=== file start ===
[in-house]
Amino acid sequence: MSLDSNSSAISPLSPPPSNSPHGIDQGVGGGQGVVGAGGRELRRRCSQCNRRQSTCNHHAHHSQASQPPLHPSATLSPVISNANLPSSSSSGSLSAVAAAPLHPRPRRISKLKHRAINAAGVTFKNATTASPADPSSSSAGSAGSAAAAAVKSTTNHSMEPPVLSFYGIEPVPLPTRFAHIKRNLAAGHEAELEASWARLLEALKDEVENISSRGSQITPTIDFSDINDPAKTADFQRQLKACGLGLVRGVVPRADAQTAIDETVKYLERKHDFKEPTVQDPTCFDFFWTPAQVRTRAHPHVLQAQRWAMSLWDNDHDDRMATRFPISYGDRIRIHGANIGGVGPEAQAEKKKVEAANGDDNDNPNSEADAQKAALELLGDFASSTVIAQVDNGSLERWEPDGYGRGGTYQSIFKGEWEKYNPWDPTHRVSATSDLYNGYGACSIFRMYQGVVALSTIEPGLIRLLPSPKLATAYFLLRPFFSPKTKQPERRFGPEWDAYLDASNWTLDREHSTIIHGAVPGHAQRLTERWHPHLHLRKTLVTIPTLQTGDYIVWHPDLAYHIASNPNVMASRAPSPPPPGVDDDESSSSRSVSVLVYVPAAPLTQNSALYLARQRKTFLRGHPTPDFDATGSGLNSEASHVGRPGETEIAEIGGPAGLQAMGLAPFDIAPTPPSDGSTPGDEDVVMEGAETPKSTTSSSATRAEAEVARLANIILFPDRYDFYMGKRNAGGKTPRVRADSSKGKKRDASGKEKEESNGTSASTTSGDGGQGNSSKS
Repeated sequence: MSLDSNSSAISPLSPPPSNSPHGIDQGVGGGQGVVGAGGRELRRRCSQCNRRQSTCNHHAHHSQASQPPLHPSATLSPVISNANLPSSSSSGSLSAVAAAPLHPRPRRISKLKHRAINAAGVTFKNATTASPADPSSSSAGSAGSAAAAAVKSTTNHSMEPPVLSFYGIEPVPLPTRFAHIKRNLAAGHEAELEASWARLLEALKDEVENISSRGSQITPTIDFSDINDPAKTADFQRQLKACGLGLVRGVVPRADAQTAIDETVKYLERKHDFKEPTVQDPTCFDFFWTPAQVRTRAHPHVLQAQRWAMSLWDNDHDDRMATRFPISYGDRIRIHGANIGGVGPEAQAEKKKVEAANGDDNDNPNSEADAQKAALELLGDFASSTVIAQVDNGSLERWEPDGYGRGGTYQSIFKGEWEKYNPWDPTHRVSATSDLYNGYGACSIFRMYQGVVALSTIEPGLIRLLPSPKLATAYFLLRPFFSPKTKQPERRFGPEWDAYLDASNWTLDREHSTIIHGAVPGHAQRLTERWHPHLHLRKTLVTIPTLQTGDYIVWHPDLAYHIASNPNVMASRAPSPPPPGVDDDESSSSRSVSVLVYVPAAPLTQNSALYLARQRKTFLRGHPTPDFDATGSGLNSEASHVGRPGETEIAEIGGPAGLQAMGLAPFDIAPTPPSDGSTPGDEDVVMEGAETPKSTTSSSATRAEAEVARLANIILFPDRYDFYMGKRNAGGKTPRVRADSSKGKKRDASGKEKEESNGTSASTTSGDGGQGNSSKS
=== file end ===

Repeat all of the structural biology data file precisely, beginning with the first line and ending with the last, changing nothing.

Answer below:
[in-house]
Amino acid sequence: MSLDSNSSAISPLSPPPSNSPHGIDQGVGGGQGVVGAGGRELRRRCSQCNRRQSTCNHHAHHSQASQPPLHPSATLSPVISNANLPSSSSSGSLSAVAAAPLHPRPRRISKLKHRAINAAGVTFKNATTASPADPSSSSAGSAGSAAAAAVKSTTNHSMEPPVLSFYGIEPVPLPTRFAHIKRNLAAGHEAELEASWARLLEALKDEVENISSRGSQITPTIDFSDINDPAKTADFQRQLKACGLGLVRGVVPRADAQTAIDETVKYLERKHDFKEPTVQDPTCFDFFWTPAQVRTRAHPHVLQAQRWAMSLWDNDHDDRMATRFPISYGDRIRIHGANIGGVGPEAQAEKKKVEAANGDDNDNPNSEADAQKAALELLGDFASSTVIAQVDNGSLERWEPDGYGRGGTYQSIFKGEWEKYNPWDPTHRVSATSDLYNGYGACSIFRMYQGVVALSTIEPGLIRLLPSPKLATAYFLLRPFFSPKTKQPERRFGPEWDAYLDASNWTLDREHSTIIHGAVPGHAQRLTERWHPHLHLRKTLVTIPTLQTGDYIVWHPDLAYHIASNPNVMASRAPSPPPPGVDDDESSSSRSVSVLVYVPAAPLTQNSALYLARQRKTFLRGHPTPDFDATGSGLNSEASHVGRPGETEIAEIGGPAGLQAMGLAPFDIAPTPPSDGSTPGDEDVVMEGAETPKSTTSSSATRAEAEVARLANIILFPDRYDFYMGKRNAGGKTPRVRADSSKGKKRDASGKEKEESNGTSASTTSGDGGQGNSSKS
Repeated sequence: MSLDSNSSAISPLSPPPSNSPHGIDQGVGGGQGVVGAGGRELRRRCSQCNRRQSTCNHHAHHSQASQPPLHPSATLSPVISNANLPSSSSSGSLSAVAAAPLHPRPRRISKLKHRAINAAGVTFKNATTASPADPSSSSAGSAGSAAAAAVKSTTNHSMEPPVLSFYGIEPVPLPTRFAHIKRNLAAGHEAELEASWARLLEALKDEVENISSRGSQITPTIDFSDINDPAKTADFQRQLKACGLGLVRGVVPRADAQTAIDETVKYLERKHDFKEPTVQDPTCFDFFWTPAQVRTRAHPHVLQAQRWAMSLWDNDHDDRMATRFPISYGDRIRIHGANIGGVGPEAQAEKKKVEAANGDDNDNPNSEADAQKAALELLGDFASSTVIAQVDNGSLERWEPDGYGRGGTYQSIFKGEWEKYNPWDPTHRVSATSDLYNGYGACSIFRMYQGVVALSTIEPGLIRLLPSPKLATAYFLLRPFFSPKTKQPERRFGPEWDAYLDASNWTLDREHSTIIHGAVPGHAQRLTERWHPHLHLRKTLVTIPTLQTGDYIVWHPDLAYHIASNPNVMASRAPSPPPPGVDDDESSSSRSVSVLVYVPAAPLTQNSALYLARQRKTFLRGHPTPDFDATGSGLNSEASHVGRPGETEIAEIGGPAGLQAMGLAPFDIAPTPPSDGSTPGDEDVVMEGAETPKSTTSSSATRAEAEVARLANIILFPDRYDFYMGKRNAGGKTPRVRADSSKGKKRDASGKEKEESNGTSASTTSGDGGQGNSSKS